After a week of political jockeying involving Egypt’s interim president, Adly Mahmud Mansour, the country’s military and a radical Islamist party that refused to accept Mohamed ElBaradei as prime minister, the former head of the United Nations International Atomic Energy Agency was finally appointed deputy president for foreign affairs on July 9. In a compromise, the prime ministership went to Hazem el-Beblawi, an economist and former finance minister.
With an interim government being put in place in Egypt, which has experienced several days of growing violence between the supporters of the ousted president, Mohamed Morsi, and the army, Saudi Arabia and the United Arab Emirates announced an $8 billion package of grants and loans to help restart the badly damaged Egyptian economy, says the Reuters news agency.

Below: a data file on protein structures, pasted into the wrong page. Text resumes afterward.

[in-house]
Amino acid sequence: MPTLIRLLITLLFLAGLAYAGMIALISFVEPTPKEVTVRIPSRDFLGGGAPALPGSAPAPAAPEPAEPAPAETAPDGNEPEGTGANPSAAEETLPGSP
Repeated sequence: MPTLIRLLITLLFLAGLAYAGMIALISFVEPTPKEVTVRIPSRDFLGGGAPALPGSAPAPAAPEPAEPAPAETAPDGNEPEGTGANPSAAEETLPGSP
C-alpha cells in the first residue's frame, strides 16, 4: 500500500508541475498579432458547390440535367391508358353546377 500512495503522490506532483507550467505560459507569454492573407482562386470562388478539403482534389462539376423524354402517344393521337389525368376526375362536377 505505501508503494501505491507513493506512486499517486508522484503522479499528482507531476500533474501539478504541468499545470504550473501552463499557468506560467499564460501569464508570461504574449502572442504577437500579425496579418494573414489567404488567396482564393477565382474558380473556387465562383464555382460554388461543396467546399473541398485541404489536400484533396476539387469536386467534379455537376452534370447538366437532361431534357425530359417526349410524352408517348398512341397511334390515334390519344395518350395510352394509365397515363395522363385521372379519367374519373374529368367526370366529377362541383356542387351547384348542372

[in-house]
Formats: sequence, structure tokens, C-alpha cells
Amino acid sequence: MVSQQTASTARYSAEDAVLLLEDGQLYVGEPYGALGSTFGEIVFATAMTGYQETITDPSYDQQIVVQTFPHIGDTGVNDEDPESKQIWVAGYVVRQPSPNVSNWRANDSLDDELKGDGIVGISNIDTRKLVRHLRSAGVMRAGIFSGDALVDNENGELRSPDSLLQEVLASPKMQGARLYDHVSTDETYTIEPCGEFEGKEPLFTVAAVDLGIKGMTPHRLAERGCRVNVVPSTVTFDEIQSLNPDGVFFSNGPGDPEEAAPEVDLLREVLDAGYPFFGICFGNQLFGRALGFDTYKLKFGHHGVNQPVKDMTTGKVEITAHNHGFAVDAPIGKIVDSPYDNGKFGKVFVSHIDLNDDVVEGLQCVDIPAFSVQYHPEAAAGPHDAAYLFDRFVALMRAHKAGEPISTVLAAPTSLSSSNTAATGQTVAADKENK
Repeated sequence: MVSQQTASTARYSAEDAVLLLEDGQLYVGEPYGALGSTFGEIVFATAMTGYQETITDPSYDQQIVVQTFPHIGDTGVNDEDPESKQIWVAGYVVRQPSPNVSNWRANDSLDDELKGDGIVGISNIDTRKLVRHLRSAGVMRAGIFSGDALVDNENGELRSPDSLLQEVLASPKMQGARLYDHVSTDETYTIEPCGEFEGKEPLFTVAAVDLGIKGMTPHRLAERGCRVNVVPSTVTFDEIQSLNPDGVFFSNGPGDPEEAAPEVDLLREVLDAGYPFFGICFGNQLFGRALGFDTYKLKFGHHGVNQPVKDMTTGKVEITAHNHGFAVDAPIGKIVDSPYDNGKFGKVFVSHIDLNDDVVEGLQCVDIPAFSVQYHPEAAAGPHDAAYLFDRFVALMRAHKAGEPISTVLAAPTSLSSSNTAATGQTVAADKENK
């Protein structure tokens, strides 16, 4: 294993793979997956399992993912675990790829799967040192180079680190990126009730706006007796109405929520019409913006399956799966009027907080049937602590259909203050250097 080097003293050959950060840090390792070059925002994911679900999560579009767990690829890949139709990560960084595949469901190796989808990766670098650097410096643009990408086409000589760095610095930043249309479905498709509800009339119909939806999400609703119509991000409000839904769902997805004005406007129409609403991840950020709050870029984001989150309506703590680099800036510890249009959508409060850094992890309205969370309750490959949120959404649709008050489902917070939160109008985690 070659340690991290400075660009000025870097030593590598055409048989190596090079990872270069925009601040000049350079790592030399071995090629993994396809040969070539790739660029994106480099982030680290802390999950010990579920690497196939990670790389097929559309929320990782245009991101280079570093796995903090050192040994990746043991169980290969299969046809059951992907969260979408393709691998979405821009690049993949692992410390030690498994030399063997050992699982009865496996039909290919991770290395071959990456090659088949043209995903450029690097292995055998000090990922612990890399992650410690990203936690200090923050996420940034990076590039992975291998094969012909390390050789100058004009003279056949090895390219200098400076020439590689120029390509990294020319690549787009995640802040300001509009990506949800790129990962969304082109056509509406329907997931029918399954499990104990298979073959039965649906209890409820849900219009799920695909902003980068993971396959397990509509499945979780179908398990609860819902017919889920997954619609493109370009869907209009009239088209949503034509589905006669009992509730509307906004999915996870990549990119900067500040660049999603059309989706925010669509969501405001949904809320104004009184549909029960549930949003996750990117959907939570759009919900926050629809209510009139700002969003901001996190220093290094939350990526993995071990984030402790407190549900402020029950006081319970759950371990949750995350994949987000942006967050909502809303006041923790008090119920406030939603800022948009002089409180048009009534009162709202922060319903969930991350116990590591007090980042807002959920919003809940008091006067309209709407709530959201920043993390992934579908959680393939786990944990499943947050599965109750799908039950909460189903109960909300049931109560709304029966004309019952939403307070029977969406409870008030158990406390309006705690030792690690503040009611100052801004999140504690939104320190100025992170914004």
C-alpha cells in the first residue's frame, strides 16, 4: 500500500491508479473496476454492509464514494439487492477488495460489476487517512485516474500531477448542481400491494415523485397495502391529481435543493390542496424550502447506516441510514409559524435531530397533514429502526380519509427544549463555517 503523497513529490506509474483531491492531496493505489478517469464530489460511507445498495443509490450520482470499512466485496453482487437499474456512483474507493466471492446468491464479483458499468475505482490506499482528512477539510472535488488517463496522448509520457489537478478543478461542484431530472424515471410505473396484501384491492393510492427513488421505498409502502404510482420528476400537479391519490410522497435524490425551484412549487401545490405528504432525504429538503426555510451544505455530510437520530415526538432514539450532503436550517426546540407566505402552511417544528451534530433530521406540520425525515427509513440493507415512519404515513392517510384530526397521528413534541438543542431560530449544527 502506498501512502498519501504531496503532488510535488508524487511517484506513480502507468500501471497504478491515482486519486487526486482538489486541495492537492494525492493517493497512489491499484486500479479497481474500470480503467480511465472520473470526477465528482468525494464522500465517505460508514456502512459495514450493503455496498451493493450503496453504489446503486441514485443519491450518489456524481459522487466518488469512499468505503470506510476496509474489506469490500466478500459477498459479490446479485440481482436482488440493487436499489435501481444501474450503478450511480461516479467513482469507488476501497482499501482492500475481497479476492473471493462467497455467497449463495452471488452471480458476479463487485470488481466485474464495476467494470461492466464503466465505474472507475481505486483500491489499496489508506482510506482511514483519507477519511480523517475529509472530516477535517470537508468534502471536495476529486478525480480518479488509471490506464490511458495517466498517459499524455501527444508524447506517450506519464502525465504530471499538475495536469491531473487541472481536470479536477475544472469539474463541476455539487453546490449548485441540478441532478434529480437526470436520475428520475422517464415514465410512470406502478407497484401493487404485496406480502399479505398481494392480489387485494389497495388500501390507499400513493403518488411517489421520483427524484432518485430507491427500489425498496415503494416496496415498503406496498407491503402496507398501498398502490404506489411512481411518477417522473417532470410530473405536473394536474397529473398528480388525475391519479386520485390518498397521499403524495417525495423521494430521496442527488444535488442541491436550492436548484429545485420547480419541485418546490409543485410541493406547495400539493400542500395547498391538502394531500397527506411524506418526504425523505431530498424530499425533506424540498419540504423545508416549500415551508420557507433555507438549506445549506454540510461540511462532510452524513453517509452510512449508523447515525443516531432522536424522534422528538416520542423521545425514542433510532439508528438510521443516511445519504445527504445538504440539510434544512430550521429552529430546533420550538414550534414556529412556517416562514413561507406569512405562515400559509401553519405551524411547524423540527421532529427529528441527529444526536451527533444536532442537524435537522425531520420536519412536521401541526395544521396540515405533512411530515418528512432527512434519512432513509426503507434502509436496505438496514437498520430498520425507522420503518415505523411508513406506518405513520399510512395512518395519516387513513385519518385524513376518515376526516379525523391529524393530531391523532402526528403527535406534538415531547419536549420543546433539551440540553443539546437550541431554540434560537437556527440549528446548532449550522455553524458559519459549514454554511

The appointment of Beblawi was accepted by the Islamist Nour Party, the most conservative force in the current political mix and the party that blocked ElBaradei from becoming prime minister because of his secular outlook. ElBaradei, who won the 2005 Nobel Peace Prize for his work with the International Atomic Energy Agency, returned to Egypt in 2012 from years abroad and became leader of the opposition liberal-left National Salvation Front.
On July 3, he announced that Egyptians had restarted their 2011 revolution, publicly aligning himself with the Egyptian Army and backing the overthrow of President Morsi two and a half years after the fall of Hosni Mubarak, the former president.
Then, in swiftly changing events, ElBaradei was designated interim prime minister on July 6 by the interim president, Mansour, but the appointment was soon thrown into serious doubt. On July 7, the Nour Party countered ElBaradei’s candidacy, saying he was too divisive for Egypt. The government now hopes to hold elections early in 2014 to choose a permanent administration.